Snow volume and sustained winds were the real challenge, says city official

By Kirk Winter

File photo.

As rural areas in Kawartha Lakes continue to dig out from last weekend’s winter storm, public patience with the pace of the clean-up by the city and private contractors appears to be wearing thin.

While things appear to be improving in Ward Six, residents of Ward One still report “mountainous snowdrifts” blocking numerous sideroads making travel “all but impossible.” One recent social media post from the Kirkfield area reported that good Samaritans had taken to snowmobiles to check on neighbours and deliver necessities to snowed-in residents. But even they have pulled their machines off the roads and fields because they were bogging down and becoming stuck as temperatures continue to rise well above freezing.

Bryan Robinson, director of public works for Kawartha Lakes is well aware that snow is not being removed quickly enough and shared the reasons in an interview with the Advocate.

“The reason a declaration of significant weather event was made on Dec. 24 and extended until Dec. 30 was due to the volume of snow and the high winds that led to sustained drifting of snow across roads,” Robinson said. “Roads that were treated appeared to be untreated in a matter of hours. We knew that even with all resources deployed, we would not be able to meet the standard level of service on the roads.”

“The declaration, and the conditions of some roads today (Dec. 28) being closed or snow covered is not related to staffing or equipment availability. It is the sheer volume of snow that is covering certain roads, in some cases, several feet of snow.”

“I cannot stress enough,” Robinson said, “that clearing this volume of snow and drifts from blowing wind has been extremely resource and time intensive. In some areas, it is taking an hour to clear one kilometre of road. We are staffed to the optimum level and contracted services have been utilized daily. The city took every action to prepare for this storm, and continue to take every action available to clear to the roads as quickly and safely as possible.”

“All 5,400 lane kilometers of roads and sidewalks throughout the municipality have been treated since the storm onset and we continue to operate under full callout as of December 28,” Robinson said.

“I’d like to thank the public for their patience and cooperation through this difficult time,” Robinson added.

Robinson also wanted to remind residents that Kawartha Lakes is the second largest geographic municipality in Ontario. 

He said for driver safety, snowplow driver’s hours are limited by provincial regulations, and that if a citizen sees a truck with their blade up or not applying material to the road that means the plow is currently travelling to or from their designated route — and often times trucks need to travel other roads to reach their assigned routes.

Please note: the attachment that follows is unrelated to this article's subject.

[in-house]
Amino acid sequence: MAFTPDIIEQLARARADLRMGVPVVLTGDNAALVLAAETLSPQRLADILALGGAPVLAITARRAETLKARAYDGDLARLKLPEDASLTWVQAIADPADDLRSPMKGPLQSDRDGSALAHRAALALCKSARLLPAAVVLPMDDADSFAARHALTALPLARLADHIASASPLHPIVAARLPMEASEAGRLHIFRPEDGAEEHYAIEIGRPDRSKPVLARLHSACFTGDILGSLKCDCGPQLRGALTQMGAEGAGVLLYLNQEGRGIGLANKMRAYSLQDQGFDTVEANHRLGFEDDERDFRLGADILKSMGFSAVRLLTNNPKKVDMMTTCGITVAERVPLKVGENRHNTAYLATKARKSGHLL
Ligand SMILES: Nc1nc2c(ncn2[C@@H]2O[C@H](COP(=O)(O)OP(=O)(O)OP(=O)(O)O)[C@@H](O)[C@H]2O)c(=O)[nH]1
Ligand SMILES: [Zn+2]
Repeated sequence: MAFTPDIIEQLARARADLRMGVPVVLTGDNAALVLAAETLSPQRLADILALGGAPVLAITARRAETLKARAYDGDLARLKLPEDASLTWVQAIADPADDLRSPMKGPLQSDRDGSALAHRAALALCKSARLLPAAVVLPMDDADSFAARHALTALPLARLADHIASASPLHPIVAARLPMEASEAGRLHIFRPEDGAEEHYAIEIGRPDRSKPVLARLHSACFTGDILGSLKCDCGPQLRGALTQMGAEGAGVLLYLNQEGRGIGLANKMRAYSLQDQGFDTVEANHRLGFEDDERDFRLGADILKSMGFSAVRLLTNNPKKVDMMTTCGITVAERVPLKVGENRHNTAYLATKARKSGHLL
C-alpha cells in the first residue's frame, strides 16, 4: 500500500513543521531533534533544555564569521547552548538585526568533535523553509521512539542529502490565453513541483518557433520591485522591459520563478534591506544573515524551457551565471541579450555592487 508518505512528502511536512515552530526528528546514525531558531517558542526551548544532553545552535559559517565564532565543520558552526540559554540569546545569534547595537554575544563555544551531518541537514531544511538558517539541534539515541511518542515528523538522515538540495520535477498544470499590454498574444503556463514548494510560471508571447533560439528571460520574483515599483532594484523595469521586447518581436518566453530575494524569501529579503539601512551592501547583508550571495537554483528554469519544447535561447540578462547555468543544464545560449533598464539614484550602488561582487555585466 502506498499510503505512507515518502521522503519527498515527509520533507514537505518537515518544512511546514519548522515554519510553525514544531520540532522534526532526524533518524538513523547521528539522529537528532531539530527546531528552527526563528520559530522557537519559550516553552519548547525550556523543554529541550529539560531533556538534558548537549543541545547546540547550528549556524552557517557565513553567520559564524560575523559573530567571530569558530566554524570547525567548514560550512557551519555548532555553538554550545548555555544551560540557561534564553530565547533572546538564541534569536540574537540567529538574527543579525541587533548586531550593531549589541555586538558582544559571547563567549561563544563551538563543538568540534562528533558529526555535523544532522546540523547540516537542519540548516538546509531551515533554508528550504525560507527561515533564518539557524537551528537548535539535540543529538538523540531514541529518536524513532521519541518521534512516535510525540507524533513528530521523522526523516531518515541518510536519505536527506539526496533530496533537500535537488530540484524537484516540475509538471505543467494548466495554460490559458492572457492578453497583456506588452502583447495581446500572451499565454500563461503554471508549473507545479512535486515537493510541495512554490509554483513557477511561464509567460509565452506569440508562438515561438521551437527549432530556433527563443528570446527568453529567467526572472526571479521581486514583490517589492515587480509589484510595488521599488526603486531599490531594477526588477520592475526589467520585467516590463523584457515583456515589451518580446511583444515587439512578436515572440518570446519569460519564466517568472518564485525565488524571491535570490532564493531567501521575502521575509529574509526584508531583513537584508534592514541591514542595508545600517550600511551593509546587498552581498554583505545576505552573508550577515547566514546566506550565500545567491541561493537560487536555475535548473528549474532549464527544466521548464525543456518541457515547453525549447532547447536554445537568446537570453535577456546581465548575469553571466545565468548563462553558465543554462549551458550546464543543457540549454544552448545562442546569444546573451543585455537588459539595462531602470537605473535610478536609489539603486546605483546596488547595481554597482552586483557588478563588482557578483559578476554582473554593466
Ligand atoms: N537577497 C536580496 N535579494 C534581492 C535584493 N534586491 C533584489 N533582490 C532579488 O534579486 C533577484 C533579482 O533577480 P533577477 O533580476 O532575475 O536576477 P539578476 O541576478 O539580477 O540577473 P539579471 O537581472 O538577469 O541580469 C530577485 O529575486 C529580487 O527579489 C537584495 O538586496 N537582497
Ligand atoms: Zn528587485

1 Comment

  1. Joan Abernethy says:

    Ontario Meteorologists say the recent storm event was worse than the 1977 blizzard that had similar effects in many of our communities. So, we all have sympathy for the City’s public works staff that we all know work hard. But the timing made it worse. Not only were people alarmed that emergency personnel could not access their loved ones in medical distress but, in the wake of two years of holidays cancelled because of COVID restrictions, they were also upset because they could not travel and celebrate in peace with their loved ones. This is a sentiment shared by the City’s Director of Public Works, Bryan Robinson, who told councillors who contacted him to advocate for their constituents that it was inappropriate for them to contact him while he was on holiday. He told them to instruct residents to lodge their complaints using the City’s digital complaints process: I don’t know how fast digital reports are responded to or if they are even registered or acknowledged by staff until well after a big holiday like Christmas but regardless, I think it is outrageous for Mr. Robinson and the mayor to demand constituents and their advocates apologize to him for interrupting his holiday during an emergency. He has had no problem giving interviews to media during his holiday, so why doesn’t he want to respond to residents in distress? For the salary he makes, he should go out of his way to support residents in distress and not take it out on councillors whose job it is, as freely elected representatives of KL residents, to advocate for the needs of their constituents, especially when they are in distress. If integrity in Kawartha Lakes is to have any meaning at all, it must be practiced by everyone, including executives. While I think that humble pie is generally overrated, if anyone owes an apology, it is Mayor Elmslie and Mr. Robinson who owe an apology to the residents of Kawartha Lakes for the City’s failure to respond to their needs and to the councillors they tried to intimidate into apologizing for doing their jobs on behalf of constituents in distress. N.B. this source shows Bryan Robinson made $157,922.91 in 2022:

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